Tuesday, October 27

Student branding

Thought this sort of rubbish only went on at US universities. Not that they're keen on students branding each other with coat hangers either.

Friday, October 23

The death of wolf 527F

Science magazine has an article on the death of one of Yellowstone's wolves. In this case, the radio-tagged alpha female of a pack that had 95% of its territory inside of the park, was shot less than a mile from the border, and it appears had no history of predating on commercial livestock.

The way Science tells it, they don't appear to have thought carefully enough about the hunt. While it'd be damn near to impossible to get commercial farmers in that part of the US to accept regularly losing livestock to wolf packs, there's a difference between allowing hunting to control wolves that hang around farmer's land and wolves that prey on elks. In this case, it doesn't appear to have occurred to them that rather than scout around the extensive livestock areas for problem wolves, the hunters would just go to where they wait for the elk to leave the park and gun them down and do the same with the wolves.

In the meantime, a wolfpack that was not affecting livestock, was a subject of intense research, and was a signature animal of the park, has been effectively wiped out.

Monday, October 19

Trafigura, Carter-Ruck and the legal silencing of the truth.

The independent took this article down when the lawyers threatened them for reporting how Trafigura poisoned thousands in the Ivory Coast. Carter-Ruck haven't got to google cache yet.

Toxic shame: Thousands injured in African city

Monday, September 14

Borlaug's gift, and the world that wasted it.

*WARNING* - this post is a downbeat one. Don't read if you've hope for the future.

Agricultural pioneer and US Nobel Peace laureate Norman Borlaug has died. And on seeing the news, my first thought was how we've utterly wasted his benefits.

Yes, his work, a key pillar in the green revolution, has spared millions this century from famine. But ultimately, it has merely moved the famine on fifty years. The millions that didn't die in the 70s, 80s and 90s will die in future decades. Not because of any underlying flaw in Borlaug's work, but because of the way we squandered his gift.

The increased agricultural yield could have been the opportunity to raise the standards of everyone, to increase education and health, to enable people to raise families in a sustainable, higher quality lifestyle, leading to smaller families where all the children go to school and can expect to lead long, productive lives.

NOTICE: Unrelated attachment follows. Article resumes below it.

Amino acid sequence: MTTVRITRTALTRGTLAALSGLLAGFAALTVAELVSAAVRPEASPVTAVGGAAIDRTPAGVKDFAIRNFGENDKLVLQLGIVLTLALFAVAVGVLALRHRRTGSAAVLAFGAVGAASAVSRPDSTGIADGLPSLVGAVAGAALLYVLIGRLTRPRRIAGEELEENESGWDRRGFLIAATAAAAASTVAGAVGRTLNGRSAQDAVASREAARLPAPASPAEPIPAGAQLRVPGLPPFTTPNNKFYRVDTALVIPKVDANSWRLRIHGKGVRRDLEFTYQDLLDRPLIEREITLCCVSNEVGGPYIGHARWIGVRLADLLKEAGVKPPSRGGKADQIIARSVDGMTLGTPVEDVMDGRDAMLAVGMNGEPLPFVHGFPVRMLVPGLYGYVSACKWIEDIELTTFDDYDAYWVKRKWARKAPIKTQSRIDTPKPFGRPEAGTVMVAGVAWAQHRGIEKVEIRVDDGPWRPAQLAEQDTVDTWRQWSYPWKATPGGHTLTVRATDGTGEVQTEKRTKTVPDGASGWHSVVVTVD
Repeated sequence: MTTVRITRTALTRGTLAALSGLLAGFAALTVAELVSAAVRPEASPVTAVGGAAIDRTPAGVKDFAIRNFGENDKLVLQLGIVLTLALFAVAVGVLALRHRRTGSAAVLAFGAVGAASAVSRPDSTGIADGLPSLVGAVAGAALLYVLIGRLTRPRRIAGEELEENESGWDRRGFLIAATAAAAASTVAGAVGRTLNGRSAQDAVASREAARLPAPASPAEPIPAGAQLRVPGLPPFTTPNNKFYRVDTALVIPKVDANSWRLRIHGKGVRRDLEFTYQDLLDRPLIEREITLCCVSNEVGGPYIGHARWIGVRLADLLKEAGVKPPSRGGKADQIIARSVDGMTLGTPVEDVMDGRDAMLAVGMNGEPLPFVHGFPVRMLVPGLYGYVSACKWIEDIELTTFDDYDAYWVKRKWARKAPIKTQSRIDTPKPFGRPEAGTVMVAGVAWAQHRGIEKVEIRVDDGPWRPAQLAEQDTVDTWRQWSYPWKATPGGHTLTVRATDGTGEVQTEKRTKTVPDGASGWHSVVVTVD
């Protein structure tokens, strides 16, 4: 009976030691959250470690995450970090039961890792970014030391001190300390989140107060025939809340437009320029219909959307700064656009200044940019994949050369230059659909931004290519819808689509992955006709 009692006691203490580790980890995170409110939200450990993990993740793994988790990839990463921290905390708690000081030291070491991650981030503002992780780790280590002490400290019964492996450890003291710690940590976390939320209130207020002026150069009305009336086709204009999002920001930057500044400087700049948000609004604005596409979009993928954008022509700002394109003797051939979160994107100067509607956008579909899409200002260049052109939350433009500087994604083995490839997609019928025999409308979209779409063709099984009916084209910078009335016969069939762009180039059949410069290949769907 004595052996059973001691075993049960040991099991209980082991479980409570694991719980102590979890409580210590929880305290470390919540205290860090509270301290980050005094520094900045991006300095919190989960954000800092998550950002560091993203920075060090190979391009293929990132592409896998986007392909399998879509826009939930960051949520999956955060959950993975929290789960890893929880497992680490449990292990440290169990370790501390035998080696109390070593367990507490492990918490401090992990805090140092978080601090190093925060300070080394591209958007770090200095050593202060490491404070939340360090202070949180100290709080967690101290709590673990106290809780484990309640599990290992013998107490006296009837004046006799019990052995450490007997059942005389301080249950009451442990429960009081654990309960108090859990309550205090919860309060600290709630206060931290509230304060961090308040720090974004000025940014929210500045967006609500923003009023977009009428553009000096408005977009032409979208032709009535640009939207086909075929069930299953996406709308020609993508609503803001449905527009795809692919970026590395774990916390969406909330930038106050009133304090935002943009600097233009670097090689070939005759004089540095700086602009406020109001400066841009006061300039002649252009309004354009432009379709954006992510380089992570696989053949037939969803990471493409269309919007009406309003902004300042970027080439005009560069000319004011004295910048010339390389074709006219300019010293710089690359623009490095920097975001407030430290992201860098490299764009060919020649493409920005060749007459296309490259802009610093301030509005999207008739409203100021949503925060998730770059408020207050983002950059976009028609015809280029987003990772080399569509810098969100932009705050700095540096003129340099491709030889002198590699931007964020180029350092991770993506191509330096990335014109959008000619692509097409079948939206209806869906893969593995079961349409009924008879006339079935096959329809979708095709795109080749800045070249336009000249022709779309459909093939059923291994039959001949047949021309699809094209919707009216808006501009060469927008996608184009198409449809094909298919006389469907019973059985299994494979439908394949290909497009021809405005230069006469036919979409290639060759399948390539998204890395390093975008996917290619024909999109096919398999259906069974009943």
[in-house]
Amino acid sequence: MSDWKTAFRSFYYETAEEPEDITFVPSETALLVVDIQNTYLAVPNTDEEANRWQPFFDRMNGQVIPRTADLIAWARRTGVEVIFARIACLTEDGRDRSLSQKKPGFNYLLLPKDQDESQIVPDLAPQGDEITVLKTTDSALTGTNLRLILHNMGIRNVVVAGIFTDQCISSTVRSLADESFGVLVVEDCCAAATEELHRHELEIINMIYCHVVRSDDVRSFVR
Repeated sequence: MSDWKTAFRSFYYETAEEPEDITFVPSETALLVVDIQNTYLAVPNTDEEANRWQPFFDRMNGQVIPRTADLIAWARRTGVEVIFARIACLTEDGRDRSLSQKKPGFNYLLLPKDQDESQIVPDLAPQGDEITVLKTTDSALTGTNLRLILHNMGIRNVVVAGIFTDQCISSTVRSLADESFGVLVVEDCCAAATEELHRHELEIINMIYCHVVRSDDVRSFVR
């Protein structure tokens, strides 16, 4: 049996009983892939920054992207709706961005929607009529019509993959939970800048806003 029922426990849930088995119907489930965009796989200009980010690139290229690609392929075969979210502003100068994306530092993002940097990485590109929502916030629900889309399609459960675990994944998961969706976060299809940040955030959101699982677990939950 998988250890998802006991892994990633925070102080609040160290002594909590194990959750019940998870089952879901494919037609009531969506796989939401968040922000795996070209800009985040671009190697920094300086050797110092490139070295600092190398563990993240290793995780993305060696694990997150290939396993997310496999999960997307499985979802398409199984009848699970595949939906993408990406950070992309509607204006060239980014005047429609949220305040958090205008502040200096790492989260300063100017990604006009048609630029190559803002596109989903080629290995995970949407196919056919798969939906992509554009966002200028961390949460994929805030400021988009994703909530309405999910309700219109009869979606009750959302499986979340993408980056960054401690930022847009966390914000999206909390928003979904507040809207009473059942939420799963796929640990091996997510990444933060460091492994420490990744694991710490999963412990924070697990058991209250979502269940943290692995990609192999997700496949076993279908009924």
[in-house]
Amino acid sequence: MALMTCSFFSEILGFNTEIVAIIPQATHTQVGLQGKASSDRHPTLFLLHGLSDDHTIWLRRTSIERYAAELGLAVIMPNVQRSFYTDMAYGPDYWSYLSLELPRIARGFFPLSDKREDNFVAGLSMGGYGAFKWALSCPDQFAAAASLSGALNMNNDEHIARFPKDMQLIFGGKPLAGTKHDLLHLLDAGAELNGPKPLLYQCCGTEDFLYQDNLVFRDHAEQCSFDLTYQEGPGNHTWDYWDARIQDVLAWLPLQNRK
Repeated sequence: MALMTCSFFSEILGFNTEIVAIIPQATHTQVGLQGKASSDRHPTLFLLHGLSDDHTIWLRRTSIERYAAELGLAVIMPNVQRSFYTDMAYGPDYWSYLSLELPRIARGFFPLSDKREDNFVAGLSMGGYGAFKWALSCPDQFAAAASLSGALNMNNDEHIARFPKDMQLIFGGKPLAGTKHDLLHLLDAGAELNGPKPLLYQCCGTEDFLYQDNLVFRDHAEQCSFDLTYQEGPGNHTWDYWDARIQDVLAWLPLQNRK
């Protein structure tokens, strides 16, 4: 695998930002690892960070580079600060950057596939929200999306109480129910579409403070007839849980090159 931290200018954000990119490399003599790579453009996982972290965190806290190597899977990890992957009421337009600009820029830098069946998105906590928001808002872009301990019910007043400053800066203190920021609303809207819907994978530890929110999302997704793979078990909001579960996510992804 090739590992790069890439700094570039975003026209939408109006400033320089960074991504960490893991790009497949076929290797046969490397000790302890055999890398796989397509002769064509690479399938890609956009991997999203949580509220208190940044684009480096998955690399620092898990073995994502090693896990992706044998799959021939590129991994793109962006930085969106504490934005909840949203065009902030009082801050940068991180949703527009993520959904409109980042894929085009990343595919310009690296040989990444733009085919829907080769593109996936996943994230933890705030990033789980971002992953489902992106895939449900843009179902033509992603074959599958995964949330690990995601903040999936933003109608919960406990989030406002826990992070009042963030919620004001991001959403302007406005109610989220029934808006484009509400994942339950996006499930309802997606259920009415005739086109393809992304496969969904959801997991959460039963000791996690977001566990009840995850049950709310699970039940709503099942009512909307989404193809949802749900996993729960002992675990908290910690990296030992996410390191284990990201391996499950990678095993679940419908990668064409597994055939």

Instead it has merely led to a population boom, which will now struggle to feed itself on depleting resources - drained aquifers, tired soil, eroding hillsides.

And that's before global climate change puts the boot in.

Borlaug gave the world a gift. He gave it fifty years breathing space to solve a coming crisis. The world failed.

If we're really lucky, there will be a dozen more Borlaugs out there to save us again, and give us a chance to do things right this time. But they might not be there, and I seriously doubt the world's ability to learn from its past mistakes.

Thursday, September 3

Why is the cricket team playing football?

I have a friend who's a medical doctor who states that nobody over the age of 18 should be playing football.

Given the number of injuries and injury scares they've had over recent years, it does seem quite surprising to me that the England cricket team still think that kicking a football around is a good warm up for a cricket match...

Saturday, August 29

Sky whinge about the BBC

Why exactly is the boss of Sky, James Murdoch, whinging about the BBC, news? Of course he's going to whinge about the BBC - if they weren't there, Sky would be more dominant, be more able to persuade people to give Sky money to watch adverts with some programmes in between, and be more able to force politicians to grovel to them.

As it is, the BBC sits there, providing people with both quality and crap, but not showing adverts (except for their own programmes) as people have already been made to pay in advance.

As standard with many a major businessman these days, it seems, Murdoch appears to view the point of anything - television in this case - is to make someone money. Not for any higher purpose - say, to entertain, educate and inform. And this is why he should never be allowed to become the dominant force in British television.

Thursday, August 20

Killer nanoparticles?

Or just another case of poisoning by inhaling plastic fumes in an enclosed, unventilated space for months on end?

A news item in this week's Nature starts with the journalistic sensation, but boils down to the facts in the end - the victims had been working in quite horrendous conditions, with not just nanoparticles but plastic fumes at toxic levels.

But then, nanoparticles kill is news, total failure in health and safety procedures at a Chinese factory sadly isn't.